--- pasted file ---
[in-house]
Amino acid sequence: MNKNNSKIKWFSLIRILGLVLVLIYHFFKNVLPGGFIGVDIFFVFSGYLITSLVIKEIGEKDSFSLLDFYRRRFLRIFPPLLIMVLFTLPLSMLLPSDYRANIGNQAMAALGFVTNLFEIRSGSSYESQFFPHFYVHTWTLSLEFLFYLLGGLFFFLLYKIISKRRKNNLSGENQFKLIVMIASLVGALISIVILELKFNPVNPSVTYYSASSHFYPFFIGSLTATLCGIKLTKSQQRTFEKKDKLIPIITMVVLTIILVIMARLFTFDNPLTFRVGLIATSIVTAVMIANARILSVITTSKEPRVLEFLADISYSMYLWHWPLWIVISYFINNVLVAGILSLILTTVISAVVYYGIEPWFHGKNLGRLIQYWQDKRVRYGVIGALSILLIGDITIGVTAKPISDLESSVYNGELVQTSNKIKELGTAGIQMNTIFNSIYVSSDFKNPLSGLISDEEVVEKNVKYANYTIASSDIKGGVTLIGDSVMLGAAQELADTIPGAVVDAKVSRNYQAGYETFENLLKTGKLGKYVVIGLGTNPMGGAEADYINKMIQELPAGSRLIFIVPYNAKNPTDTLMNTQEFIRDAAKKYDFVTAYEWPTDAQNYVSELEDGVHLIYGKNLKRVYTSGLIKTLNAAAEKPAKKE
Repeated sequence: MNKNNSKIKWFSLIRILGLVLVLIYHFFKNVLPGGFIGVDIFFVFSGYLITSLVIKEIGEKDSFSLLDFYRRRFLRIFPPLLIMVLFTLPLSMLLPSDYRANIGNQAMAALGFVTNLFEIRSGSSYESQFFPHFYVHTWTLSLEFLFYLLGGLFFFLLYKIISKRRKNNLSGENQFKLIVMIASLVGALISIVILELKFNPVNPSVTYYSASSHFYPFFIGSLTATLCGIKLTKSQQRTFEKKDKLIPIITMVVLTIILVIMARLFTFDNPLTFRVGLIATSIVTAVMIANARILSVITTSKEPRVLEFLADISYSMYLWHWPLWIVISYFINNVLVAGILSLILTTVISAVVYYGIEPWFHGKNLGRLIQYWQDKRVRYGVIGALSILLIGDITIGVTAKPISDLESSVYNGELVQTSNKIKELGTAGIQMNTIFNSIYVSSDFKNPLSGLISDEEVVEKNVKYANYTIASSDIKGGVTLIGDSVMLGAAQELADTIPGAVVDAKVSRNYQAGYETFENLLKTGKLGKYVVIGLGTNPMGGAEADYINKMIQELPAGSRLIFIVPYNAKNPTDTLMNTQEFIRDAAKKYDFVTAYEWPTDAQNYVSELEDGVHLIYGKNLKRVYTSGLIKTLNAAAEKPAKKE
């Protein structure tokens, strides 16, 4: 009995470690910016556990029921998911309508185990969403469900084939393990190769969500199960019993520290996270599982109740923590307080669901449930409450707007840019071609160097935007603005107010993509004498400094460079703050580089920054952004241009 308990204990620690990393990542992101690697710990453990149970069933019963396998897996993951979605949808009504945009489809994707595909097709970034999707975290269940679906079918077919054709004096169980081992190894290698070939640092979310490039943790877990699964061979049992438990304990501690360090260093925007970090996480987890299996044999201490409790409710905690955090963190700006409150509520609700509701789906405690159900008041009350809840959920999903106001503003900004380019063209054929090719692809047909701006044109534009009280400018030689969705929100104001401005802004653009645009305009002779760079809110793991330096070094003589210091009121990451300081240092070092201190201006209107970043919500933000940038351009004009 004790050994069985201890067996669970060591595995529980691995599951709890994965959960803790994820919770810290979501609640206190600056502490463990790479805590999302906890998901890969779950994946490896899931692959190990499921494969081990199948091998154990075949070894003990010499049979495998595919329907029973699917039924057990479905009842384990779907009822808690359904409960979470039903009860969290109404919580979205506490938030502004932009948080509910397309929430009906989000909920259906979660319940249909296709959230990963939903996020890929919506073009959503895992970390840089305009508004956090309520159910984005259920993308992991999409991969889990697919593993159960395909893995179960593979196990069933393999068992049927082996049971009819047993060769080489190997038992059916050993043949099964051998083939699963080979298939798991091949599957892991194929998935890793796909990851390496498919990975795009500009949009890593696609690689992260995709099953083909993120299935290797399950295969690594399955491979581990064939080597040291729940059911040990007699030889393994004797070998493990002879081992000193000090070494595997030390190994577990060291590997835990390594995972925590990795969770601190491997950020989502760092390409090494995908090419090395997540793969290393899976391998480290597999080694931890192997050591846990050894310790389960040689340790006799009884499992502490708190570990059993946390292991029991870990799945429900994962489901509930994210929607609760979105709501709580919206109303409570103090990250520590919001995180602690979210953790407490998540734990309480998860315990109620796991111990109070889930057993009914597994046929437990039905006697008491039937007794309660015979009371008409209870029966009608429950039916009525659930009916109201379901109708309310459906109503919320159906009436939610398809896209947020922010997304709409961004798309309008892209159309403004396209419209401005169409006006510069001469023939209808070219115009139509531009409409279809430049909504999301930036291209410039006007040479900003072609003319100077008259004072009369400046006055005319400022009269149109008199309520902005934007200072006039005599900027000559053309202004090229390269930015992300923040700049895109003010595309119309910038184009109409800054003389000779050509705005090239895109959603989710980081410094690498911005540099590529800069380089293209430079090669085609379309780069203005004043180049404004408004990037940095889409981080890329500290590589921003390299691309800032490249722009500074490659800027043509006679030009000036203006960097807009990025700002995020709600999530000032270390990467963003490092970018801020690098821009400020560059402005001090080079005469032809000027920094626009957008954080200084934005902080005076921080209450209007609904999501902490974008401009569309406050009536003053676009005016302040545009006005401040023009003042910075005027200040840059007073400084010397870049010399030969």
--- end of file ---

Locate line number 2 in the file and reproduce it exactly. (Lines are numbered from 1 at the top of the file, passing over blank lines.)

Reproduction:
Amino acid sequence: MNKNNSKIKWFSLIRILGLVLVLIYHFFKNVLPGGFIGVDIFFVFSGYLITSLVIKEIGEKDSFSLLDFYRRRFLRIFPPLLIMVLFTLPLSMLLPSDYRANIGNQAMAALGFVTNLFEIRSGSSYESQFFPHFYVHTWTLSLEFLFYLLGGLFFFLLYKIISKRRKNNLSGENQFKLIVMIASLVGALISIVILELKFNPVNPSVTYYSASSHFYPFFIGSLTATLCGIKLTKSQQRTFEKKDKLIPIITMVVLTIILVIMARLFTFDNPLTFRVGLIATSIVTAVMIANARILSVITTSKEPRVLEFLADISYSMYLWHWPLWIVISYFINNVLVAGILSLILTTVISAVVYYGIEPWFHGKNLGRLIQYWQDKRVRYGVIGALSILLIGDITIGVTAKPISDLESSVYNGELVQTSNKIKELGTAGIQMNTIFNSIYVSSDFKNPLSGLISDEEVVEKNVKYANYTIASSDIKGGVTLIGDSVMLGAAQELADTIPGAVVDAKVSRNYQAGYETFENLLKTGKLGKYVVIGLGTNPMGGAEADYINKMIQELPAGSRLIFIVPYNAKNPTDTLMNTQEFIRDAAKKYDFVTAYEWPTDAQNYVSELEDGVHLIYGKNLKRVYTSGLIKTLNAAAEKPAKKE